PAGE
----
"Double Jeopardy"óIs it more than meets the eye?

Stars: Ashley Judd, Tommy Lee Jones, Bruce Greenwood

105 minutes

Rated  R

Paramount 1999

[FEB. 28, 2000]  Libby (Ashley Judd) and Nick Parsons (Bruce Greenwood) appear to be deeply in love and living the idyllic married life with their beautiful 6-year-old son. But I saw the previews. It was too good to be true. Wouldnít it be great if Hollywood would produce a movie showing how wonderful and exciting lifelong fidelity can be?

Perhaps we ought to send Hollywood a message: "Donít give away so much of the plot in the title and the previews!" I had the feeling that I knew the whole pathetic plot before I watched the movieóand I almost didnít pick up "Double Jeopardy" for that very reason. But the question begs to be asked: Do they preview so much of this film so that you donít come away from this movie saying, "Well, that one was entirely predictable!"

After I watched the flick from start to finish, I felt as though it contained some very fresh material, and I was glad I had picked it up.

The story goes like this: Nick Parsons was in deep financial trouble and was about to lose everything. Nick appears to get mysteriously killed and Libby, his beautiful, adored wife, is set up and framed for his death. But he is of course, not dead! She is, however, convicted and goes to prison where she serves a six-year term. While she is in prison, he resurfaces with a new name and living very comfortably with another life, another wife and, oh yes, the two million dollars he got from the life insurance company.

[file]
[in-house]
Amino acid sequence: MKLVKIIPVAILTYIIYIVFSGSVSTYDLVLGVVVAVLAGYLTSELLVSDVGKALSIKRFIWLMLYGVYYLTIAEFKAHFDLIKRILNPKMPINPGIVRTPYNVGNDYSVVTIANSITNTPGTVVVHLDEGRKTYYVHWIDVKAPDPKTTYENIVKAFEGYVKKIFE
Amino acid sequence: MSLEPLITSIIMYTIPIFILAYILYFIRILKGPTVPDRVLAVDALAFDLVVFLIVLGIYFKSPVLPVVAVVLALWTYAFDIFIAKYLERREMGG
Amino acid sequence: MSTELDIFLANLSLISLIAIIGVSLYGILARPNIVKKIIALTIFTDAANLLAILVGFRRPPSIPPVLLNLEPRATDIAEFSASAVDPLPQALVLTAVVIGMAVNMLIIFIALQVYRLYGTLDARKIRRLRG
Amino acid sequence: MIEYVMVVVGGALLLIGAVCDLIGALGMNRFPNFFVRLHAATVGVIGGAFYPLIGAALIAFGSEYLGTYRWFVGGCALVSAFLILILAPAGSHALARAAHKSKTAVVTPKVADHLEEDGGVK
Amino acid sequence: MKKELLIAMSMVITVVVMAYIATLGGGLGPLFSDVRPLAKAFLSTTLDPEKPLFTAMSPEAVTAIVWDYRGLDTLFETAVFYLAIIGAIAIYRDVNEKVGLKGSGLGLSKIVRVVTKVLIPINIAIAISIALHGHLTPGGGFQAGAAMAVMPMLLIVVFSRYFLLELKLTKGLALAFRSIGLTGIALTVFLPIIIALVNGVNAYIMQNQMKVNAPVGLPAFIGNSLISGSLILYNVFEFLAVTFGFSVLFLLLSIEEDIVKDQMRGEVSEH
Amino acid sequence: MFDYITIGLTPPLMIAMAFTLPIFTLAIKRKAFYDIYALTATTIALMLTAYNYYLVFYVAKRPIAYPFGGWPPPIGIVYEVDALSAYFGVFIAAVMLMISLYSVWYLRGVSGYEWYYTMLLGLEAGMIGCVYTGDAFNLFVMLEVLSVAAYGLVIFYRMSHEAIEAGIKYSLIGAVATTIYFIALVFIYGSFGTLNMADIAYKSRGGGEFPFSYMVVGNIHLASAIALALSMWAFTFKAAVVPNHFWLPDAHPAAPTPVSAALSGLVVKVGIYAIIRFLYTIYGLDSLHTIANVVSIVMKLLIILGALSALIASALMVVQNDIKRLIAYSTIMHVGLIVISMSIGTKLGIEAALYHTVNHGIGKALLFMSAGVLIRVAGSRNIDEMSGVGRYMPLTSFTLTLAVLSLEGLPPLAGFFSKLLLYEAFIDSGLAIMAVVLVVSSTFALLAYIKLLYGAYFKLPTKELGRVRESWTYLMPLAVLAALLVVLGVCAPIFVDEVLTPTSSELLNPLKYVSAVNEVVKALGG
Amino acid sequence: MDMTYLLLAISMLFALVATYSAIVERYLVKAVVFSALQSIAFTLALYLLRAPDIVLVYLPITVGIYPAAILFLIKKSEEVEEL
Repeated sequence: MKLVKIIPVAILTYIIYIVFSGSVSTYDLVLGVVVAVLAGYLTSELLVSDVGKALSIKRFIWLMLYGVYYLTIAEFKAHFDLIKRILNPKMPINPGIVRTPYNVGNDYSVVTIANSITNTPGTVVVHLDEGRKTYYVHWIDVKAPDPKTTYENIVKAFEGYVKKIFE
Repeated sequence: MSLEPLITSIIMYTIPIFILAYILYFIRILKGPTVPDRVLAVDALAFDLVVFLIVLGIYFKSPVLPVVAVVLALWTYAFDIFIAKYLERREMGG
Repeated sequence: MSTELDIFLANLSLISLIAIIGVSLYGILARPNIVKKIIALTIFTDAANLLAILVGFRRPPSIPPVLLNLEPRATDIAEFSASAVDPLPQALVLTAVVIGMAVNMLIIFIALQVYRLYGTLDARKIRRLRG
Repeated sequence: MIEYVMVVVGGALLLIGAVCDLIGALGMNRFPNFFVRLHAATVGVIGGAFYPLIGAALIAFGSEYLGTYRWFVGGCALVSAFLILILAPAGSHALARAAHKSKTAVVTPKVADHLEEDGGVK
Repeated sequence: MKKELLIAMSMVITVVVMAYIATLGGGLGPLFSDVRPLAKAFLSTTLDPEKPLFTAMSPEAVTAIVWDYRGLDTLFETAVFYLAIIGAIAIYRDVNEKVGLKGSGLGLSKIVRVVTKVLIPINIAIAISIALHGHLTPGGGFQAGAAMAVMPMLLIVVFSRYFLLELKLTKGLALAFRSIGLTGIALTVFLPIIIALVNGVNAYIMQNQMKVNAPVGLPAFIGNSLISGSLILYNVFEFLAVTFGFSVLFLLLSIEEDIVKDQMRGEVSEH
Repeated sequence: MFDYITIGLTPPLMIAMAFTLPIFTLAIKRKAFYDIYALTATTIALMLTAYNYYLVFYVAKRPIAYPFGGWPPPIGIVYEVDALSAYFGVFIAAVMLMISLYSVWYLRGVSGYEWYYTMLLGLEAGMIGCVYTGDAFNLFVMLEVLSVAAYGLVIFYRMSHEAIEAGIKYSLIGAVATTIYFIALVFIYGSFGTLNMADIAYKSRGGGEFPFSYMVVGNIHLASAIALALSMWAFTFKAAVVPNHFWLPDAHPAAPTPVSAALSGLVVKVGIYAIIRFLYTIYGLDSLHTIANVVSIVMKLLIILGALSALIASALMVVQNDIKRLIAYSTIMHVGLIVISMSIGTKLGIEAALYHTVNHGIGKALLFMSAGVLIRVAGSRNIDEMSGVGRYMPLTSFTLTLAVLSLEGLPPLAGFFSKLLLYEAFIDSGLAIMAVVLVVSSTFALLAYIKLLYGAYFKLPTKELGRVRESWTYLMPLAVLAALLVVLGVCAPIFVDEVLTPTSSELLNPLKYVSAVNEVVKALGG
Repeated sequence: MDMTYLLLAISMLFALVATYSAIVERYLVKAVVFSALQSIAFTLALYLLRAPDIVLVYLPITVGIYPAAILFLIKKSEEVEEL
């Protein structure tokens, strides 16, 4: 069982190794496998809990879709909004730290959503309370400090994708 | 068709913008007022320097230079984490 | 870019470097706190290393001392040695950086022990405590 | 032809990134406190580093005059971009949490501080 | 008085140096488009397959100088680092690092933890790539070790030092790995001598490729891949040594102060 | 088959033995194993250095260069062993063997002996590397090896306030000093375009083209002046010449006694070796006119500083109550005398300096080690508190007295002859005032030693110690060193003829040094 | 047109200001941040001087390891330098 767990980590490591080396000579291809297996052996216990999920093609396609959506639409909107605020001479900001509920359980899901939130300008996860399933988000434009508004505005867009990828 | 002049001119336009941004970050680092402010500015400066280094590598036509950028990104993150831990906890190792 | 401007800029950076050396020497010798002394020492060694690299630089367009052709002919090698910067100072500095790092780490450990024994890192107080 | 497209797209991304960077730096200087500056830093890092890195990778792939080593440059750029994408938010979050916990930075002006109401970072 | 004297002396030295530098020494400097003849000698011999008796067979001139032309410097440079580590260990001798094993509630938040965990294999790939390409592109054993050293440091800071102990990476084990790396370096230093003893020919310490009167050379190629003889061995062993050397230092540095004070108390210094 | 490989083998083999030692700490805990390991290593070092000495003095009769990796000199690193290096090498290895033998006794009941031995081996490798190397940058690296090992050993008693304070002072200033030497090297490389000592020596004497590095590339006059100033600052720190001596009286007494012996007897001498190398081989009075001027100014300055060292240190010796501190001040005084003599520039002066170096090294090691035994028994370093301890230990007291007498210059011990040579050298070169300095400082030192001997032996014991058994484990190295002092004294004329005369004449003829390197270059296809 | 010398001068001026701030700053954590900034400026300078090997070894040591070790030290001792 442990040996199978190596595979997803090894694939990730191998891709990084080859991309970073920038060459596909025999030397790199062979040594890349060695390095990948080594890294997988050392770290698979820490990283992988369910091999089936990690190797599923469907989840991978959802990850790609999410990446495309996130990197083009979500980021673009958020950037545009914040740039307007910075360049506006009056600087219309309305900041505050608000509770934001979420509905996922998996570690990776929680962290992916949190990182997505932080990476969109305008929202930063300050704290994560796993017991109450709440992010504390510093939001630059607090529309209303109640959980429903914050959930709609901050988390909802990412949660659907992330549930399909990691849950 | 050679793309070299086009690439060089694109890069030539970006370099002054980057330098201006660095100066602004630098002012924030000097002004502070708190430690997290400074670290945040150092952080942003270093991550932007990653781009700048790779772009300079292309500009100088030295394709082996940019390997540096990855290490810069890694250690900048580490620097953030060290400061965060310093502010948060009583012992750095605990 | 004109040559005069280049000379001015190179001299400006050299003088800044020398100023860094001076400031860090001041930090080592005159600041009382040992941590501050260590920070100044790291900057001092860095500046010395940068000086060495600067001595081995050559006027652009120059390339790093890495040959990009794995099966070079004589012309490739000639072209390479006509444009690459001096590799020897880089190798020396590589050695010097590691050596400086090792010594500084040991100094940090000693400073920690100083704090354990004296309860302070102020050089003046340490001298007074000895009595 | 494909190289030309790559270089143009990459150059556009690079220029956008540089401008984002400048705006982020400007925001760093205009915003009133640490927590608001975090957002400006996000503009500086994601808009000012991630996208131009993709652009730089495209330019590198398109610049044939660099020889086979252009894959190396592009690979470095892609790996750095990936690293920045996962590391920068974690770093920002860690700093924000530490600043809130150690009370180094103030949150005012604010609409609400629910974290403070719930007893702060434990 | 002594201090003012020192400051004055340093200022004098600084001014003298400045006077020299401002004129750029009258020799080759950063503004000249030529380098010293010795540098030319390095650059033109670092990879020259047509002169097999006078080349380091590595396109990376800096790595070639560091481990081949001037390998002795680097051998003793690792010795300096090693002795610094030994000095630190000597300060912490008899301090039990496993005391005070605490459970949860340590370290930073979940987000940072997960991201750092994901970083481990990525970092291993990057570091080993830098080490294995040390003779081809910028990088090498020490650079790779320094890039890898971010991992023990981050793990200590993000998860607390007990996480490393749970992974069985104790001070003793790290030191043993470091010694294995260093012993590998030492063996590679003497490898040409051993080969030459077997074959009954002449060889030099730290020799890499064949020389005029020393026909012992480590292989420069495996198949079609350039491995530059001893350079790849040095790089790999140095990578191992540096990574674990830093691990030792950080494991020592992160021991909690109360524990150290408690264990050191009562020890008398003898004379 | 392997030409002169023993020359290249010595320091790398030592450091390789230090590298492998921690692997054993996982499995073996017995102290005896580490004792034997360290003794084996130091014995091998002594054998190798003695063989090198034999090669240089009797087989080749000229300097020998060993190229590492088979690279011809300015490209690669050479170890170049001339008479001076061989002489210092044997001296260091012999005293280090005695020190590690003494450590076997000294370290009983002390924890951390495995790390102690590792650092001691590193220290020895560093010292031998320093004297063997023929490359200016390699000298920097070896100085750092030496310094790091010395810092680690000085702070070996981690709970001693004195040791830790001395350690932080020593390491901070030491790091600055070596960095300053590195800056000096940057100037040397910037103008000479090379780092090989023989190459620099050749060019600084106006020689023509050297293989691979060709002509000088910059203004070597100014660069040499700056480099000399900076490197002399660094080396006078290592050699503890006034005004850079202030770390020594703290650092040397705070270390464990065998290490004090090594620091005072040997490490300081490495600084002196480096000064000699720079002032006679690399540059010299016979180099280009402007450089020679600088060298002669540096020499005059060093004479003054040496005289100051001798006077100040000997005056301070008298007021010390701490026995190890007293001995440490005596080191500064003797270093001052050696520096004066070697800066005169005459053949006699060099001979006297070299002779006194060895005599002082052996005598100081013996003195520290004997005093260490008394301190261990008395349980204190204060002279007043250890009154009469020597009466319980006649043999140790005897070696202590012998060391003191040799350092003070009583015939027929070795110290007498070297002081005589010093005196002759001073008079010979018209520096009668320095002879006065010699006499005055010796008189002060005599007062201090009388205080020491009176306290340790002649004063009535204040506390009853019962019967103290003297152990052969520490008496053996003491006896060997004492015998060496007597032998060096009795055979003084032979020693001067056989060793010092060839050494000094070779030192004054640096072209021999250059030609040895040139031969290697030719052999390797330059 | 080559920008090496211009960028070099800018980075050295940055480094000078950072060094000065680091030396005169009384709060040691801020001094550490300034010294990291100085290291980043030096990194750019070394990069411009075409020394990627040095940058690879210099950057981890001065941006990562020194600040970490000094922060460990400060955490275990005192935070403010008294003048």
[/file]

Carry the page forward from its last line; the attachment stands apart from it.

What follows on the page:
Libby adapted and learned plenty in prison, including the truth that Nick was still alive. One day a newfound friend, who just happened to be a disbarred lawyer, told her of the constitutional amendment called "Double Jeopardy," explaining that she could kill her husband for real this time and walk away from it without further interference from the law.


What do you know, Libby gets out of prison, and while she is in the care of her parole officer Travis (Tommy Lee Jones), she tracks down her husband and tries to get her son back. But this is where the introduction and the previews leave off. The real question is, does she kill Nick or does she let him go? You gotta watch the movie to find out.

I thought this movie would be one-dimensional and easily revealed, but I was pleasantly surprised at the plot, the acting, the location and some other clever nuances. Ashley Judd was wonderfully convincing; Bruce Greenwood was devious and evil; and hard-bitten Tommy Lee Jones played the perfect "winning-loser."

I give it three solid stars out of five.




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